We meet in front of the Madeleine Church at 9am as the air hums with the Paris peak-hour rush, and our guide recounts a potted history of this glorious neo-Classical pile. A church has stood here ever since the thirteenth century; the imposingly columned edifice standing before us was commanded by Louis XV in the 1800s.
Like almost everything in this city, a layer cake of historical references accrues at every corner. Eight of us – Americans and Aussies from the New World, lacking the easy intimacy with centuries past that’s the birthright of the French – gather around Raphael as he starts to serve out this historical gâteau, slice by slice.
In line of sight across the Seine is the gold dome of Invalides where, Raphael tells us, he spent part of his childhood. This born-and-bred Parisian is about to take us on a three-hour walking tour that mixes monumental with man-in-the-street, epoch-defining to eminently personal. To begin, we dart across the road into an unassuming archway, where all of a sudden we’re a world away from the teeming traffic and in a chic boutique-lined arcade, the Village Royal, a 1700s resting place for the king’s visitors when the nearby Louvre was his home.
Just around the corner we stumble across the very first Hermès workshop – the iconic luxury brand started as a saddlery, and here you can still browse the most glamorous riding gear known to (horse)man. It’s a short trot to rue du Faubourg Saint-Antoine, home to all the high-end fashion boutiques. But we’re not here to window-shop (or as the French say, lèche-vitrines, ‘lick the windows’) – our next stop is Place de la Concorde, where thousands of people lost their heads during the exceedingly bloody French Revolution. Now it’s home to the country’s most exclusive hotel, the recently renovated Le Crillon, where rooms cost up to €25,000 a night.
Paris history by Raphael is a rollicking mash-up that leaps centuries and leaves tantalising details in the memory long after. He tells us that the Tuileries garden surrounding the Louvre is named for the old tile-making district that lay here in the thirteenth century, outside the city walls at the time. And that the soaring Vendome column, marking Napoleon’s victory at Austerlitz in 1805, was partly constructed from the melted-down weapons of the defeated Russian and Austrian armies. And best of all, that Louis XIV lost his hair as a teen after contracting syphilis from a 45-year-old one-eyed woman, and subsequently brought lavishly powdered wigs into fashion across Europe.
We break the history lesson with a stop at Ladurée, the brand responsible for transforming the macaron from a neglected sweet you might have at your grandmother’s for afternoon tea (according to Raphael) to the world’s most glamorous biscuit. We torture ourselves trying to choose one from the 44 flavours on offer today – everything from Cognac to geranium to the ‘Marie Antoinette’ (black tea, rose, lemon, honey) to jewel-like morsels covered in gold and silver leaf.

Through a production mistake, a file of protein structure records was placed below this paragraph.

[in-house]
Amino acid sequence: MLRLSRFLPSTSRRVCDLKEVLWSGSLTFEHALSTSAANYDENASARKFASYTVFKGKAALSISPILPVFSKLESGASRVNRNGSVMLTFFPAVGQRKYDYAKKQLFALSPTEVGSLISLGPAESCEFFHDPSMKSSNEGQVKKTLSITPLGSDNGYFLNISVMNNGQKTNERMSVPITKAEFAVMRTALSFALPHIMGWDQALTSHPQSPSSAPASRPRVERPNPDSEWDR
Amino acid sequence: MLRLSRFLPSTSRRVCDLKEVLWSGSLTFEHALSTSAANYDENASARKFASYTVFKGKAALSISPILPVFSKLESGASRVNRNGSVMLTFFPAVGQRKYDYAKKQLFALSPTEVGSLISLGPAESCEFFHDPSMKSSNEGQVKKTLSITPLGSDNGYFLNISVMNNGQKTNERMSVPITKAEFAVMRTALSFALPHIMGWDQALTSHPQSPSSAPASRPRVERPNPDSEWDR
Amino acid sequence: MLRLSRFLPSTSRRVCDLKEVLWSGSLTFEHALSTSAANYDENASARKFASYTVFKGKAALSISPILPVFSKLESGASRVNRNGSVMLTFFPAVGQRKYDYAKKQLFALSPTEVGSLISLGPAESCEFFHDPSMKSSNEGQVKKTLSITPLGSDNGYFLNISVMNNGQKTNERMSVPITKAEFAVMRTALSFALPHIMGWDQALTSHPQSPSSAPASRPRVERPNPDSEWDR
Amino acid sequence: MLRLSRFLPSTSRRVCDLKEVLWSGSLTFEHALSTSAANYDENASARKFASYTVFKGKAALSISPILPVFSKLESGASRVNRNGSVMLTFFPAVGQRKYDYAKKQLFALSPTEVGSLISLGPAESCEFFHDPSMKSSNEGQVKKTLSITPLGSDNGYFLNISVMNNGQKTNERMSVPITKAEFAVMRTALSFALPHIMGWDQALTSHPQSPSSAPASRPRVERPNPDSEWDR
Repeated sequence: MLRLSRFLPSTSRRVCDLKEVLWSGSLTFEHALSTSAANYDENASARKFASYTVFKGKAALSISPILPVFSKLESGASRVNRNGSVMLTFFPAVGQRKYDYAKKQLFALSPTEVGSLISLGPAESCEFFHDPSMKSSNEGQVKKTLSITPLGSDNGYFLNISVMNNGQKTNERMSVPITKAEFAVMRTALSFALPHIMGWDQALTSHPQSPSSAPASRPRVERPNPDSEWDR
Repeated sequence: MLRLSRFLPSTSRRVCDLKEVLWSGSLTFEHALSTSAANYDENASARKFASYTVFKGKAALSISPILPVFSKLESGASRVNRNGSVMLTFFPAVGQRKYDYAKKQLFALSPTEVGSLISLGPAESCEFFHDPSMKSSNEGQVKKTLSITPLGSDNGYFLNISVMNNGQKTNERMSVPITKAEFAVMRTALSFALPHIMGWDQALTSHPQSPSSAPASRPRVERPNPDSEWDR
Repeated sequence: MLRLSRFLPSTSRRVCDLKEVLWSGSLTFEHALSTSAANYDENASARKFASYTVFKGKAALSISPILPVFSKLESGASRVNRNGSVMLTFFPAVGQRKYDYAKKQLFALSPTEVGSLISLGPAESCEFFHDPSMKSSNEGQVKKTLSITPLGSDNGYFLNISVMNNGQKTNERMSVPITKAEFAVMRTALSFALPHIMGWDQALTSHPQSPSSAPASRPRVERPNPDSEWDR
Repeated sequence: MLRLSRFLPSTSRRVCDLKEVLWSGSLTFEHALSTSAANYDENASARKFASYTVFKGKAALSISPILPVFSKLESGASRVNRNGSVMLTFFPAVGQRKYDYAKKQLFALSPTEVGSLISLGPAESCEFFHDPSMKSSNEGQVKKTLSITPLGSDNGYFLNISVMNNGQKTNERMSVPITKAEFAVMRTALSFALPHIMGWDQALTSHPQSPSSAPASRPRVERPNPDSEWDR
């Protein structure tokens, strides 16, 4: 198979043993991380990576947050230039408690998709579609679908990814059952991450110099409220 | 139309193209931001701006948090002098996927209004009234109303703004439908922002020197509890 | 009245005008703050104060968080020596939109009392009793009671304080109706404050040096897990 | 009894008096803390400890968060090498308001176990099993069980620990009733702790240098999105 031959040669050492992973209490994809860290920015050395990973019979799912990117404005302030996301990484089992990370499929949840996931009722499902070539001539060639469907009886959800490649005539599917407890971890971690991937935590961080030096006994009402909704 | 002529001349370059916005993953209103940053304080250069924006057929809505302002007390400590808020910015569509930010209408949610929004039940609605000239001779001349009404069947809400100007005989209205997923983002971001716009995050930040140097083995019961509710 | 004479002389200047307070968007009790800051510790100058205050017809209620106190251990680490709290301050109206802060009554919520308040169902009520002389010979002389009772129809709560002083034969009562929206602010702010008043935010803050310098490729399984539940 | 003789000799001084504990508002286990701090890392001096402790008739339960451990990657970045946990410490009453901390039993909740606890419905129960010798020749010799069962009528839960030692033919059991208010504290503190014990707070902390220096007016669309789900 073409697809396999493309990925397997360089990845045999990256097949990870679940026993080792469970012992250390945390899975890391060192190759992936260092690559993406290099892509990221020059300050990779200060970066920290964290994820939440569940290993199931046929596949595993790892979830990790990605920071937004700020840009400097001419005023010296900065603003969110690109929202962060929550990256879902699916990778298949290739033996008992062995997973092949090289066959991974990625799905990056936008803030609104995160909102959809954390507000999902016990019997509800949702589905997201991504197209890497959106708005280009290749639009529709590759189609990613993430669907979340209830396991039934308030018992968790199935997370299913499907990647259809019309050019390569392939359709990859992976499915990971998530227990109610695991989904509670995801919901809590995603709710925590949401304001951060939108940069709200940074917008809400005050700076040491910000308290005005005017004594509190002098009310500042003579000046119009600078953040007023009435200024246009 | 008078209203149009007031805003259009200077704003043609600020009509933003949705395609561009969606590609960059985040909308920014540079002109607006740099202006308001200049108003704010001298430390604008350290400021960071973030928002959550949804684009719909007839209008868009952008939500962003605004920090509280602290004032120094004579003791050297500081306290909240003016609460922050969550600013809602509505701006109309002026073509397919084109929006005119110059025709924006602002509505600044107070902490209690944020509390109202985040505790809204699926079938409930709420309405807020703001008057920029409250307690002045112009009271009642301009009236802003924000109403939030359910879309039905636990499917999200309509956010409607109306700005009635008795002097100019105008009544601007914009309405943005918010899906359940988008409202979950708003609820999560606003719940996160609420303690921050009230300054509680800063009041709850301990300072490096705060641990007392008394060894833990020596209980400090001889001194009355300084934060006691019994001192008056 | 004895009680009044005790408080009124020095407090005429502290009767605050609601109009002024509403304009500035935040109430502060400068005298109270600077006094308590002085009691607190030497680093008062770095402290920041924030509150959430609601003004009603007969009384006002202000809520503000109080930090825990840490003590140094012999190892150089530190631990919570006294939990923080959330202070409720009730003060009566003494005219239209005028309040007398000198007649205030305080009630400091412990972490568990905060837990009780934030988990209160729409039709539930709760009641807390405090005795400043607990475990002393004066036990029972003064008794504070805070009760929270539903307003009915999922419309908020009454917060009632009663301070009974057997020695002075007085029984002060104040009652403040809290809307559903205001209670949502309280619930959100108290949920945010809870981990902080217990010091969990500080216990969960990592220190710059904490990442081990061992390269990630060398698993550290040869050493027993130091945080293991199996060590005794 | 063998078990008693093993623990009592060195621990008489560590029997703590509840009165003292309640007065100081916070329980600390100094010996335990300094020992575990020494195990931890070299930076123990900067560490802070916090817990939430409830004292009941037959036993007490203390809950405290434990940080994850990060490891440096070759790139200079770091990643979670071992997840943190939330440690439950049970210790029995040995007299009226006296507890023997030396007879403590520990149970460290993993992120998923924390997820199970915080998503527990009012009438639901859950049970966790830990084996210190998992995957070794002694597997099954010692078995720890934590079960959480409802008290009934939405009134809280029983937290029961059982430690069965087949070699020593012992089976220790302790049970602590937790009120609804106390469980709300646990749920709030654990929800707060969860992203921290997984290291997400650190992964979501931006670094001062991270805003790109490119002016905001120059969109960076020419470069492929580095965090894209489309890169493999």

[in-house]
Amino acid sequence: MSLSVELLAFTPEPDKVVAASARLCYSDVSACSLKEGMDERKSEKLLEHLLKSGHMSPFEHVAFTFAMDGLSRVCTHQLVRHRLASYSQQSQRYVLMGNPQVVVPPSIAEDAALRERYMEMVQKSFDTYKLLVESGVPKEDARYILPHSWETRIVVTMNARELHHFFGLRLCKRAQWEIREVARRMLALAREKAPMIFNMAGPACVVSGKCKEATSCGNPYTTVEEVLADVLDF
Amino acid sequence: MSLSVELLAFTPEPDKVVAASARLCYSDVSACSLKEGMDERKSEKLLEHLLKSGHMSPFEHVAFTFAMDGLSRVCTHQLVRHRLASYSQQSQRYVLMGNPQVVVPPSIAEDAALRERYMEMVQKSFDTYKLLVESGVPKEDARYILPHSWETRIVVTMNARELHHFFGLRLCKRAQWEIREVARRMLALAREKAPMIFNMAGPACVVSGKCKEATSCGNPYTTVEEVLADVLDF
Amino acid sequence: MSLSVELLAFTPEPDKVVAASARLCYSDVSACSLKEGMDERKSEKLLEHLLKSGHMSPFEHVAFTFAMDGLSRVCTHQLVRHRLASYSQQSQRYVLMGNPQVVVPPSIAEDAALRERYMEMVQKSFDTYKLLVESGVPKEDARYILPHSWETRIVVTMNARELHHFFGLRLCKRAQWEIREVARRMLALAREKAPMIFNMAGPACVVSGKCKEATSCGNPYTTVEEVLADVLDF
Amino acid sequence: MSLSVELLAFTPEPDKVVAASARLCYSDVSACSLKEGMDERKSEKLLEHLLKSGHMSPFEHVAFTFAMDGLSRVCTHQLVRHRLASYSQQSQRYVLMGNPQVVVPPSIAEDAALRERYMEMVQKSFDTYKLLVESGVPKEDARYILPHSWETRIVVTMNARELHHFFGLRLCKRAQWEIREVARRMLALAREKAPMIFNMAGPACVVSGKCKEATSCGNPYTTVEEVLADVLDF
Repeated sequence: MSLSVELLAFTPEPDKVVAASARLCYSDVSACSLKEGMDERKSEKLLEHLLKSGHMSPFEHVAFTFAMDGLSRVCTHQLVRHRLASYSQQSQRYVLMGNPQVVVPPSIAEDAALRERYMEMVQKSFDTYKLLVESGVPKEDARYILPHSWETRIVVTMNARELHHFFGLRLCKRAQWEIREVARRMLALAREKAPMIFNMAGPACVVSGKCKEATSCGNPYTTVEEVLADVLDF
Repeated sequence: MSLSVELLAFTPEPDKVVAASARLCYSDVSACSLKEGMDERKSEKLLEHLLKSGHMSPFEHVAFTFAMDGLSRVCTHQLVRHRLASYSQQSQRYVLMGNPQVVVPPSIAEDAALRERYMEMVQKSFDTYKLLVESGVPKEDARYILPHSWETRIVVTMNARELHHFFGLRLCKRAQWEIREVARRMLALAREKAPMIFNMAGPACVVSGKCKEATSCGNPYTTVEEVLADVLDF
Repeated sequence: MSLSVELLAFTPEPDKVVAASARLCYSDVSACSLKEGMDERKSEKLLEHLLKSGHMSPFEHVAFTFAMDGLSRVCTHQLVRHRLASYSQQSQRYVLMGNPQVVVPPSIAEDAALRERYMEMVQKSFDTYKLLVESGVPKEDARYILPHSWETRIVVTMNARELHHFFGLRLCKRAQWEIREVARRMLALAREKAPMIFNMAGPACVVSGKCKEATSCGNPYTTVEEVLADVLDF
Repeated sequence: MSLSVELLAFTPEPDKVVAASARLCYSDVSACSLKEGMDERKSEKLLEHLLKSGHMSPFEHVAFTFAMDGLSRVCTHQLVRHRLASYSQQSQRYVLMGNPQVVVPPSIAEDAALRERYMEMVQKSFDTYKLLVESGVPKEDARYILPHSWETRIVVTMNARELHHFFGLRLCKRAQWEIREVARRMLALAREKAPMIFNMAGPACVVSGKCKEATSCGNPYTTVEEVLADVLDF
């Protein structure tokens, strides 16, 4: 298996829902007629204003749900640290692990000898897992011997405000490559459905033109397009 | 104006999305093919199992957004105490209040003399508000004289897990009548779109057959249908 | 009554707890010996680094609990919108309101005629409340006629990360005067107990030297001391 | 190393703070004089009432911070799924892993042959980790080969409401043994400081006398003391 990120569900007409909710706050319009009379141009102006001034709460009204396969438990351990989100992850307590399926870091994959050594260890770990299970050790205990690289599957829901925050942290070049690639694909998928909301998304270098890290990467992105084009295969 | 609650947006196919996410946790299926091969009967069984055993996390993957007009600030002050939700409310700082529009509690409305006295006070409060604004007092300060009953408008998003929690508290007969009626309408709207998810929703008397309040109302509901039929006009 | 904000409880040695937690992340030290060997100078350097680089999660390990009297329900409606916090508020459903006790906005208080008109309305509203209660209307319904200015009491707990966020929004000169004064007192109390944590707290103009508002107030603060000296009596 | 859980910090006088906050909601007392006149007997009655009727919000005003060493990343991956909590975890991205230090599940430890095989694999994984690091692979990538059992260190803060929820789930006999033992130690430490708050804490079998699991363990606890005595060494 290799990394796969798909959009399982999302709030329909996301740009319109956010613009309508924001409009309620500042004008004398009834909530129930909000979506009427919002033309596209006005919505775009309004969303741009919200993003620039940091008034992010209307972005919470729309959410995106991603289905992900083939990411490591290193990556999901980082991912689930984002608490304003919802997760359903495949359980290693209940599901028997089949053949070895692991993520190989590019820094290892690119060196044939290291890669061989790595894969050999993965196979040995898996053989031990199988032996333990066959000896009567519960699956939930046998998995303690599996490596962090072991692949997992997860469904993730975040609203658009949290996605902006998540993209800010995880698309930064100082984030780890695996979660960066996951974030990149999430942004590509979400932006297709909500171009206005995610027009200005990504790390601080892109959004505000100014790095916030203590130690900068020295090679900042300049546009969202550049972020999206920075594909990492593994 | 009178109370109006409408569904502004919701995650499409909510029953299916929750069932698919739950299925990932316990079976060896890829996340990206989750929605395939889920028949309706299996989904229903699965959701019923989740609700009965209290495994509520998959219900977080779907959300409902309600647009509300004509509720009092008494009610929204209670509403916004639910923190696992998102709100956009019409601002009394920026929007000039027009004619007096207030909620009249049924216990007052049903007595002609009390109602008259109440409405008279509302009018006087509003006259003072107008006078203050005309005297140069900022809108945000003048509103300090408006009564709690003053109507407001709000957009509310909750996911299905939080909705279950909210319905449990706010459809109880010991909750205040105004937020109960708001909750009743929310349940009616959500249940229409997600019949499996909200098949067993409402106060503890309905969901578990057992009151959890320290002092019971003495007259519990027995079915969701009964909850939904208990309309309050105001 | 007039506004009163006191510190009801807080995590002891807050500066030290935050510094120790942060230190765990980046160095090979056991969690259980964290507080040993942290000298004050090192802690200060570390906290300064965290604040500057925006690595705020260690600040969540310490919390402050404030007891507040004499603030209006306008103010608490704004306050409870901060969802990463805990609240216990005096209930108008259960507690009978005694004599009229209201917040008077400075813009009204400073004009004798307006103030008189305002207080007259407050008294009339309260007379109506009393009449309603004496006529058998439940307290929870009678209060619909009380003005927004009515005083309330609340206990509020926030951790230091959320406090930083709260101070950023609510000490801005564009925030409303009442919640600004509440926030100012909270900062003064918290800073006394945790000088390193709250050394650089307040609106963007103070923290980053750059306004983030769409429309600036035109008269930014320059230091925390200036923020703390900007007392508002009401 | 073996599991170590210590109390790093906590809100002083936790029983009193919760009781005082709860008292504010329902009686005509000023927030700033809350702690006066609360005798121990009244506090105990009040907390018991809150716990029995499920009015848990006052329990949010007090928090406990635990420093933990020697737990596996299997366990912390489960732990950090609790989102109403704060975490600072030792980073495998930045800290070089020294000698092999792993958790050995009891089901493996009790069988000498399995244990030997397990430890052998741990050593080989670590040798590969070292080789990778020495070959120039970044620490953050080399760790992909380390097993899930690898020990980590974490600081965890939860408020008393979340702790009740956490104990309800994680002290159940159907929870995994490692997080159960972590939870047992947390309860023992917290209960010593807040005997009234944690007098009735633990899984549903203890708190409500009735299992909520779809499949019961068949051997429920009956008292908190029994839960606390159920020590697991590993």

The tour gradually takes us away from the Paris of grandly colonnaded arcades and former royal residences towards the more human-scale streets of the second arrondissement. On the way we pass Saint-Eustache, an exquisite thirteenth-century church notable for its enormous 8000-pipe organ (France’s biggest) and for being Raphael’s favourite of the city’s 250-odd churches. At rue Montorgueil, one of the city’s most beloved market streets, we stop at a fromagerie and share a platter of goat’s, sheep’s and cow’s-milk cheese. Raphael fetches fresh baguettes and bottles of sauvignon blanc and we gather around a barrel to enjoy a moment of conviviality à la française, sharing our satisfaction at enjoying such an authentic experience while watching other, bigger tour groups pass by, wine-less and cheese-less.
Our tour is almost over but there are a few gems left for Raphael to show us, including a couple of charming hidden shopping arcades – one housing what may be the world’s only shop devoted to umbrella repairs (the proprietors pop out to say bonjour) – and the oldest house in Paris (Harry Potter fans will enjoy the Nicolas Flamel connection). We finish up at the exoskeletal Pompidou Centre. A couple of participants will join Raphael after a short break to explore further into the Marais in the afternoon. Lucky them – this is the best possible way to uncover the secrets of this beautiful, fascinating city.
This tour is operated by Urban Adventures and can be booked with us when you purchase your next Luxury Escape to Paris. If you’ve already booked a Luxury Escape to Paris, you can add it now by going to My Account > My Escapes.
We participated in this walking tour as a guest of Urban Adventures.
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